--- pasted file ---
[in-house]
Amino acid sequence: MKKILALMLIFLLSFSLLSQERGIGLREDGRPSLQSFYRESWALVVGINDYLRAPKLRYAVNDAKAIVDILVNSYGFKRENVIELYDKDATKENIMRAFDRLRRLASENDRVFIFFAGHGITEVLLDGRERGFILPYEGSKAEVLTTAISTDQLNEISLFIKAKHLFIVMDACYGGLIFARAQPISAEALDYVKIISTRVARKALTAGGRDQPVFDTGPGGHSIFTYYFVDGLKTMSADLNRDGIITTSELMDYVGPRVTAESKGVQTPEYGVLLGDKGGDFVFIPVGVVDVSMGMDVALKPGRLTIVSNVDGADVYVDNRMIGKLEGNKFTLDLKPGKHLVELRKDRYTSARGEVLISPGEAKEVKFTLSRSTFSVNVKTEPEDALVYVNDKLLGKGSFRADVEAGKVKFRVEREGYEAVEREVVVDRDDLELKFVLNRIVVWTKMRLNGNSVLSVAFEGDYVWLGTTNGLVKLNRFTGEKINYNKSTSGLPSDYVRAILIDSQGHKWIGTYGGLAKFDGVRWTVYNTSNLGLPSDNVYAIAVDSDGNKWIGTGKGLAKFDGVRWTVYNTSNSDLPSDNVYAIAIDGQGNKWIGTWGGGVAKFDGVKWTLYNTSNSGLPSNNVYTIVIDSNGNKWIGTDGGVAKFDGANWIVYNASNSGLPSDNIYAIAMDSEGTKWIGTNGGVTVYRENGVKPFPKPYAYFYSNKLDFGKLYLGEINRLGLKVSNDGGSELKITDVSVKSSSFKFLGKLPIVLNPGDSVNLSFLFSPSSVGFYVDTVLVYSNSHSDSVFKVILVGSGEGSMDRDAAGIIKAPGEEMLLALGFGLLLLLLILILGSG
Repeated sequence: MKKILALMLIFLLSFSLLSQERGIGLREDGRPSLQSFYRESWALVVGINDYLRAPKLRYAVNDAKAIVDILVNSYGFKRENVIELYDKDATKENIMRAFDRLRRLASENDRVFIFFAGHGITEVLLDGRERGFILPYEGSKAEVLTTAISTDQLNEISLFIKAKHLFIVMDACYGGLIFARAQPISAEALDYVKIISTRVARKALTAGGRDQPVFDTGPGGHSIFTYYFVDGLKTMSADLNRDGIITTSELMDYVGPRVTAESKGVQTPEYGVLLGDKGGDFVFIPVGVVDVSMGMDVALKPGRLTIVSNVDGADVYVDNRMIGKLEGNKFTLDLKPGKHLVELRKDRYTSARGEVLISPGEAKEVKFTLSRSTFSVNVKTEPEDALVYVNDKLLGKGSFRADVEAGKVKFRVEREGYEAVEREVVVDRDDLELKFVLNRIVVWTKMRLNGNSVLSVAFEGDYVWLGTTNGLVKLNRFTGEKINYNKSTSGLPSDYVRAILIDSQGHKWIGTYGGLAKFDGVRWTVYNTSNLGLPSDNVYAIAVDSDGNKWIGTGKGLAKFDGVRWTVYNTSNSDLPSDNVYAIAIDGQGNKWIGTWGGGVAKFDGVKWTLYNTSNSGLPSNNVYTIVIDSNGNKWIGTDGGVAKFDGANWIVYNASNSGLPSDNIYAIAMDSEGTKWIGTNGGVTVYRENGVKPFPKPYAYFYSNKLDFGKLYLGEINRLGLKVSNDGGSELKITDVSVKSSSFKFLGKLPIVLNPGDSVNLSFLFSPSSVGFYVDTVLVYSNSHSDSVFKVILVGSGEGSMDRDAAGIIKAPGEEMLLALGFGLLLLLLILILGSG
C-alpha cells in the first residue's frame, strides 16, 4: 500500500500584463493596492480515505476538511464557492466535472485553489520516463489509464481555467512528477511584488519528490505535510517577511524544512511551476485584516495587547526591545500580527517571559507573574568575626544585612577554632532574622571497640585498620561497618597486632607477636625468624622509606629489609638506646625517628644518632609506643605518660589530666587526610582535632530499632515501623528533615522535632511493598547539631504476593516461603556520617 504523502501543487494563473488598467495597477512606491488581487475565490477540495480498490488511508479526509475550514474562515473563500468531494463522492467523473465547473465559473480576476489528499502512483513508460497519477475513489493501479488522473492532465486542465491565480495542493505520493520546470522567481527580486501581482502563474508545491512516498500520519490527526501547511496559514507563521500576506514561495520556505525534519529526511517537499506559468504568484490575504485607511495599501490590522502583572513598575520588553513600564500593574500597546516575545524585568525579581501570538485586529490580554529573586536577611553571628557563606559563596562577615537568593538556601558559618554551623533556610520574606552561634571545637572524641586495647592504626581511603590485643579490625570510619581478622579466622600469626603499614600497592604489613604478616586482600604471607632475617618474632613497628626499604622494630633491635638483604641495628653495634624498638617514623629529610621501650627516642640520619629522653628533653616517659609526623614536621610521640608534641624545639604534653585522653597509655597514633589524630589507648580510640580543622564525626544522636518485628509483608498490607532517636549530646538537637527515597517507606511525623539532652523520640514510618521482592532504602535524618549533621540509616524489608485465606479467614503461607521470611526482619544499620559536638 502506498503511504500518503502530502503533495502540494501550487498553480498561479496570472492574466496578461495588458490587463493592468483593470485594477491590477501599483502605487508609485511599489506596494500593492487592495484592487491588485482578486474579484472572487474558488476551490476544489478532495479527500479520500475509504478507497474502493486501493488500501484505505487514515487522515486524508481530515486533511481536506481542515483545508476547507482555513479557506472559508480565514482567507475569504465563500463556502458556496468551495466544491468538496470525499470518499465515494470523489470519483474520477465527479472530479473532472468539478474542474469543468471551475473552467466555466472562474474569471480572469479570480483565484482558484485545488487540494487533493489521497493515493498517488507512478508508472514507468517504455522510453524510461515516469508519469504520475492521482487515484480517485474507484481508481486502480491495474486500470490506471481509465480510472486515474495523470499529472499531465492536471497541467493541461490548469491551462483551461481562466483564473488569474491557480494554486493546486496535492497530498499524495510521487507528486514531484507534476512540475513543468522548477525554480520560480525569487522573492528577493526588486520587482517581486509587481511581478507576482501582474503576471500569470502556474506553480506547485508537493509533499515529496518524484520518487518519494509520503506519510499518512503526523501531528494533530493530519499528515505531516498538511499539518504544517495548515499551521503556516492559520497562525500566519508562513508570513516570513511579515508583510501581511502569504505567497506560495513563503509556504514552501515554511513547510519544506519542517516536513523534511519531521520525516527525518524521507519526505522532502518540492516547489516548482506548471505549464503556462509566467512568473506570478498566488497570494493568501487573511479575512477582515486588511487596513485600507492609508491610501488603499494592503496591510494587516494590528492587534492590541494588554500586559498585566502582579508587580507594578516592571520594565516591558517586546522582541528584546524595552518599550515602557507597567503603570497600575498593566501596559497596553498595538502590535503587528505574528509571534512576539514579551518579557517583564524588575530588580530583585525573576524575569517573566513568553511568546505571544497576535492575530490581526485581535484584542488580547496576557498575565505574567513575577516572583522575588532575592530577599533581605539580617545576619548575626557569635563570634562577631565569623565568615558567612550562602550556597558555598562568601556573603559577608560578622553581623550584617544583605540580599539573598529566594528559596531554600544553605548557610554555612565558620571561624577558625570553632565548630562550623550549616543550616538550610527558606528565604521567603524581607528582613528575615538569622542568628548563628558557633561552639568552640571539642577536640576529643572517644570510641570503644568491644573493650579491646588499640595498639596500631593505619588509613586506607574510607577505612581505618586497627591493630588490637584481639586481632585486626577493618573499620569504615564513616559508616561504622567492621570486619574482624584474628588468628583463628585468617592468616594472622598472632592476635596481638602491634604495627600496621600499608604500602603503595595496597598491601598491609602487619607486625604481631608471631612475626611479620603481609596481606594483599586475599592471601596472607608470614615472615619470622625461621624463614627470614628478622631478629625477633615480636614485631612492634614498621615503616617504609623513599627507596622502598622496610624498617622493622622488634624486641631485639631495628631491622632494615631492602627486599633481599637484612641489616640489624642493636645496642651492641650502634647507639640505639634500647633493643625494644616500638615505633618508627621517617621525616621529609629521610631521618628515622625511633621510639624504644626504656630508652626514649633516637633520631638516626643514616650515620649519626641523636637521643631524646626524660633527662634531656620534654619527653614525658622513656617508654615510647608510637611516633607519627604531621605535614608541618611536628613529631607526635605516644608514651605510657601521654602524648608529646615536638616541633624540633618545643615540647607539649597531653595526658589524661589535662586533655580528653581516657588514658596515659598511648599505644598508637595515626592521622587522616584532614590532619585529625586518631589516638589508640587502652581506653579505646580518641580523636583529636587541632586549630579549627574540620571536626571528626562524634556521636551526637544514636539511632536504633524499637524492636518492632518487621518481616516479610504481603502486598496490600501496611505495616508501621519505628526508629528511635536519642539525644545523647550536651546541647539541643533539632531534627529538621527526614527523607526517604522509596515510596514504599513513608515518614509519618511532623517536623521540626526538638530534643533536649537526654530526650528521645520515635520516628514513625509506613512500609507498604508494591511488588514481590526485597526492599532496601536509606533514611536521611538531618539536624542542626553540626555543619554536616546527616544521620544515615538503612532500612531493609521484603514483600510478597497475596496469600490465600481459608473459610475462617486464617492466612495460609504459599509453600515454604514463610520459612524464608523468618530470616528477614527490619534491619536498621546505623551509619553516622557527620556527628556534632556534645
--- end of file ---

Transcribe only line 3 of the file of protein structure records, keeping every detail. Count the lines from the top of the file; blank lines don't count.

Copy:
Repeated sequence: MKKILALMLIFLLSFSLLSQERGIGLREDGRPSLQSFYRESWALVVGINDYLRAPKLRYAVNDAKAIVDILVNSYGFKRENVIELYDKDATKENIMRAFDRLRRLASENDRVFIFFAGHGITEVLLDGRERGFILPYEGSKAEVLTTAISTDQLNEISLFIKAKHLFIVMDACYGGLIFARAQPISAEALDYVKIISTRVARKALTAGGRDQPVFDTGPGGHSIFTYYFVDGLKTMSADLNRDGIITTSELMDYVGPRVTAESKGVQTPEYGVLLGDKGGDFVFIPVGVVDVSMGMDVALKPGRLTIVSNVDGADVYVDNRMIGKLEGNKFTLDLKPGKHLVELRKDRYTSARGEVLISPGEAKEVKFTLSRSTFSVNVKTEPEDALVYVNDKLLGKGSFRADVEAGKVKFRVEREGYEAVEREVVVDRDDLELKFVLNRIVVWTKMRLNGNSVLSVAFEGDYVWLGTTNGLVKLNRFTGEKINYNKSTSGLPSDYVRAILIDSQGHKWIGTYGGLAKFDGVRWTVYNTSNLGLPSDNVYAIAVDSDGNKWIGTGKGLAKFDGVRWTVYNTSNSDLPSDNVYAIAIDGQGNKWIGTWGGGVAKFDGVKWTLYNTSNSGLPSNNVYTIVIDSNGNKWIGTDGGVAKFDGANWIVYNASNSGLPSDNIYAIAMDSEGTKWIGTNGGVTVYRENGVKPFPKPYAYFYSNKLDFGKLYLGEINRLGLKVSNDGGSELKITDVSVKSSSFKFLGKLPIVLNPGDSVNLSFLFSPSSVGFYVDTVLVYSNSHSDSVFKVILVGSGEGSMDRDAAGIIKAPGEEMLLALGFGLLLLLLILILGSG